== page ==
Survivor Story

Changing the World…

Kay Yow was many things. She was a leader. A champion on and off the court. A visionary.

Perhaps above all, she was a generous soul. She found ways, big and small, to give of herself each day. Diagnosed with cancer in 1987, she lived a life of courage and inspiration over the next 22-years that resulted in the Naismith Hall of Fame, an Olympic gold medal, and the birth of the Kay Yow Cancer Fund.

She gave hope. Everyday.

When Katrina Cooke was diagnosed with metastatic breast cancer, she was greeted by a flood of emotions. One emotion that stands out among the rest was a sense of isolation, of loneliness. She had a vast support system around her of friends and family, but nobody like her. Nobody facing metastatic breast cancer.

Even in the network of cancer-related services, there seemed to be a lack of discussion about metastatic cancer.

Imagine being diagnosed with cancer and finding that yourtype was the type people found too scary to mention. Imagine quieting your voice so as not to scare others.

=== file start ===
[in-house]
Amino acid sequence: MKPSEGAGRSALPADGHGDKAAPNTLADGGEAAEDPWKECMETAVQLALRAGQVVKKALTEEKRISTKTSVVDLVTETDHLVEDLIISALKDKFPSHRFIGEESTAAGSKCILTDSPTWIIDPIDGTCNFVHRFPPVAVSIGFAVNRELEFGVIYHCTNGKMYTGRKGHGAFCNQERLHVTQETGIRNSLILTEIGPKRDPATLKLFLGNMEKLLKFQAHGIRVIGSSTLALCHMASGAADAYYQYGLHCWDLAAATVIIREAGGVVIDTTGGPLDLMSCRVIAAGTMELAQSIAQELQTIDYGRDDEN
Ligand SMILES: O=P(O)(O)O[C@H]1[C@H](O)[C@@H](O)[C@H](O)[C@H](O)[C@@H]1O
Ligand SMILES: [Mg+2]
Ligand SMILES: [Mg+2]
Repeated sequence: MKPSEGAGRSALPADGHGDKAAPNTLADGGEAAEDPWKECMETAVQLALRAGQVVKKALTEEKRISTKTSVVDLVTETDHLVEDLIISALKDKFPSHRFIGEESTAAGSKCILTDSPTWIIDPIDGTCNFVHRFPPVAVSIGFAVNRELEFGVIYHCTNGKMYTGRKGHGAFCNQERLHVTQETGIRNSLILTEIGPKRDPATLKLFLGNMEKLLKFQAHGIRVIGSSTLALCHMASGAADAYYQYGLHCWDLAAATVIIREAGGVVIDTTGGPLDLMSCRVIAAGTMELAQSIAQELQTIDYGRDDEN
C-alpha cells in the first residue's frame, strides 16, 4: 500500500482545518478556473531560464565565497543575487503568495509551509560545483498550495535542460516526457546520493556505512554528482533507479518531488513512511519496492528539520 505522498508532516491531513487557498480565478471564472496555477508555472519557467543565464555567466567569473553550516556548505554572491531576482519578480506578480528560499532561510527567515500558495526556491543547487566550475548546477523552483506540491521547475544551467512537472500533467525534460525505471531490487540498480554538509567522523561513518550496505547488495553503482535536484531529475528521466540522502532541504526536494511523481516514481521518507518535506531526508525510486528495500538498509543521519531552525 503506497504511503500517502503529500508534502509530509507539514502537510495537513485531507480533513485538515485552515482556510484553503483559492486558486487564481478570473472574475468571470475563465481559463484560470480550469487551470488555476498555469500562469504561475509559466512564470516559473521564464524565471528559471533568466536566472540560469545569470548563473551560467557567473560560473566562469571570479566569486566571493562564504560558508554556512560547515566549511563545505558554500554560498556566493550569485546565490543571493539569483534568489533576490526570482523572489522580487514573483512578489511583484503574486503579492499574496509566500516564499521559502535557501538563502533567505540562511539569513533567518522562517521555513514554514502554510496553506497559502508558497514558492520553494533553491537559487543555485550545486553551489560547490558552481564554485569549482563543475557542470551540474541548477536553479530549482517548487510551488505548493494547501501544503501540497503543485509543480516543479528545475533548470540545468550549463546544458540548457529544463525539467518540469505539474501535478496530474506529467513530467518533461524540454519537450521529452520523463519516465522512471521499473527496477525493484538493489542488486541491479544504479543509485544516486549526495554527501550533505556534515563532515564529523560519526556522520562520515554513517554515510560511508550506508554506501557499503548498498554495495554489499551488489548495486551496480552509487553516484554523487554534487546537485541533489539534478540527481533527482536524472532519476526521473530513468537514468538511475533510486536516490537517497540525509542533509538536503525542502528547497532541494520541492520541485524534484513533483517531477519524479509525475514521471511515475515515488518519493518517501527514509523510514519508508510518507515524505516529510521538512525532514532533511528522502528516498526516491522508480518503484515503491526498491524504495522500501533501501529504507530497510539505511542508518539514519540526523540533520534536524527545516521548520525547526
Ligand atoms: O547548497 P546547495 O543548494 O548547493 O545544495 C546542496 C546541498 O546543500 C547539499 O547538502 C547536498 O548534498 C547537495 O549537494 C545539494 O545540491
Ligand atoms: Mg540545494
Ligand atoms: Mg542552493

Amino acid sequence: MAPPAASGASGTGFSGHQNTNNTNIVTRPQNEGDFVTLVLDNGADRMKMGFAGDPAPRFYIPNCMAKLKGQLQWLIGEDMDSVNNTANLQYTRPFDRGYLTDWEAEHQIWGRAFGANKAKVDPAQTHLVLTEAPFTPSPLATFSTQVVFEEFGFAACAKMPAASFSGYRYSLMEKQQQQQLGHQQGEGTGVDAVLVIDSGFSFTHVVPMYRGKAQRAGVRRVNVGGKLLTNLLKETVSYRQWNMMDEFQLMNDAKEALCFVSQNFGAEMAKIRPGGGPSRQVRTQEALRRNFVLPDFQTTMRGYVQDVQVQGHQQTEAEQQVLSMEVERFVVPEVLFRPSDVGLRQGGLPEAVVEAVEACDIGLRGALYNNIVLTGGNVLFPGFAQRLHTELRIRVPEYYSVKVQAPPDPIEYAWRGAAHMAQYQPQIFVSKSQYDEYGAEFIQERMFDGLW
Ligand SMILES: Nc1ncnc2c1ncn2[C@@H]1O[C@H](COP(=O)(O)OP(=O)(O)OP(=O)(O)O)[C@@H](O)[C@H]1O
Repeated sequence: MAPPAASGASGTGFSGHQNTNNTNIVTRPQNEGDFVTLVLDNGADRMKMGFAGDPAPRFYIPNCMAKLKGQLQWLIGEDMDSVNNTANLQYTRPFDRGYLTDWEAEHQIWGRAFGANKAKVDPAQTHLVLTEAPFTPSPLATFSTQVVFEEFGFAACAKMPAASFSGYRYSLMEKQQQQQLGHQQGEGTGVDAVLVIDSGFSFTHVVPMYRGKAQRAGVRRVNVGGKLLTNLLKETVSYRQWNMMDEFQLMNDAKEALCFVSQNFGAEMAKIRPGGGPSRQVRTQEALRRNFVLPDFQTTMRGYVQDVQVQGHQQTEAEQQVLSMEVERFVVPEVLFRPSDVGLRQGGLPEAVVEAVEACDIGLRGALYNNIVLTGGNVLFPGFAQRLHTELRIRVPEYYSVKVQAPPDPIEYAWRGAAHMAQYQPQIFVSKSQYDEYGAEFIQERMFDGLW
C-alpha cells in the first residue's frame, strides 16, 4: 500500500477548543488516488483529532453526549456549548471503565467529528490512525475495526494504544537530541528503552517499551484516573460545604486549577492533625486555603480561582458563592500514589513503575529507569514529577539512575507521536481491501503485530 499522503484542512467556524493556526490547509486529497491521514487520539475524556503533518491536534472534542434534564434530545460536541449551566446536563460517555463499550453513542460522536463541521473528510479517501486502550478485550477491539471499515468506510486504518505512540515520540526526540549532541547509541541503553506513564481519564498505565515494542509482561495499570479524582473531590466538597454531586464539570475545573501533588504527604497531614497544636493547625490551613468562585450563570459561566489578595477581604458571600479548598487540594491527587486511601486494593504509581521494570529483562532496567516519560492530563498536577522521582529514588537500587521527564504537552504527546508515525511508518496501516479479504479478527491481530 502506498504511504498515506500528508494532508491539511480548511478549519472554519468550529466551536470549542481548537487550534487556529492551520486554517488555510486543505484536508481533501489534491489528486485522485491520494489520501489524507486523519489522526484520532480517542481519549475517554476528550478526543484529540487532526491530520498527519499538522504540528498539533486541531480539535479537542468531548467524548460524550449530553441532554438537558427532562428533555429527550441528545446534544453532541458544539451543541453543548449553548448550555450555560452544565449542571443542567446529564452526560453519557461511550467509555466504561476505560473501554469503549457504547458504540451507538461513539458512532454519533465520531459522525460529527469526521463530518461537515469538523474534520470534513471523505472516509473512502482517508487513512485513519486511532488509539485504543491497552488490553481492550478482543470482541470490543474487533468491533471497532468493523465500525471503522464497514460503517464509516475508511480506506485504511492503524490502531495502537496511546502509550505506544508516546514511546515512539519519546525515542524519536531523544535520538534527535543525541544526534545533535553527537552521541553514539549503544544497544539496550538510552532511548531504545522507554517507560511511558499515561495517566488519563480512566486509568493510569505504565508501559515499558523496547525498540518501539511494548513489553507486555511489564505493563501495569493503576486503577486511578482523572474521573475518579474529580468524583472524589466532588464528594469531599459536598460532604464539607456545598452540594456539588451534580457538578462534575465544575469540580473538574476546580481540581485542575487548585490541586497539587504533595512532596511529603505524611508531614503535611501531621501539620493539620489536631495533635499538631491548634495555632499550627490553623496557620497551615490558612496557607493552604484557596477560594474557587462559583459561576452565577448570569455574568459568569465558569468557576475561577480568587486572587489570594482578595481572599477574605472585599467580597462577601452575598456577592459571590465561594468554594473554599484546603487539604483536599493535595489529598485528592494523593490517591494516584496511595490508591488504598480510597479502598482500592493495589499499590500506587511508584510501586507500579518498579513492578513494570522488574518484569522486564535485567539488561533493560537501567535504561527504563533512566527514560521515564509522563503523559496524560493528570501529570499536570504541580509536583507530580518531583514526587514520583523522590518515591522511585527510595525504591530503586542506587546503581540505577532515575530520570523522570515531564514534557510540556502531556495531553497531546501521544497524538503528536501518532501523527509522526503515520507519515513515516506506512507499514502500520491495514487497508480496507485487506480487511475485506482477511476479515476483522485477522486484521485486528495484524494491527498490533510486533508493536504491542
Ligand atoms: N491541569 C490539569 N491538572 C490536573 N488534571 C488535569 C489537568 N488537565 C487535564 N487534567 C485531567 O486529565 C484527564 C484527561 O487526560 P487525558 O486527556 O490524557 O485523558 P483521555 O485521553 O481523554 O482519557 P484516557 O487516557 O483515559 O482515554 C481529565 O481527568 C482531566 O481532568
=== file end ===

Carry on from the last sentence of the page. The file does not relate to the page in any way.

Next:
Imagine the loneliness.

Yet, Katrina’s story gives us all hope. Hope in every way imaginable. She is a 7-year metastatic breast cancer survivor. She is alive because of hope.

When Katrina was diagnosed, her older son was in kindergarten. Her younger son was still several years away from walking into his first day of school. She had no idea if she would see that day; if she would be there to hold his hand.  This thought headlined all others.

As a single mother, she fought a myriad of scary thoughts, none worse than missing the milestones of her children’s lives.

When she started treatment, her oncologist gave her the option to try an experimental approach. 7-years later, she is on the same drug. Her oncologist monitors conditions closely, but the results have been a success.

She is here for her growing sons, now 12 and 10 years old.

In the world of cancer research, this is what hope looks like. This is how success is defined. Katrina has already beaten the odds. Her story should not only be told, it should be told loudly.

Katrina is the power of one. One woman – one mother. Beating cancer, raising her sons. Changing the world.

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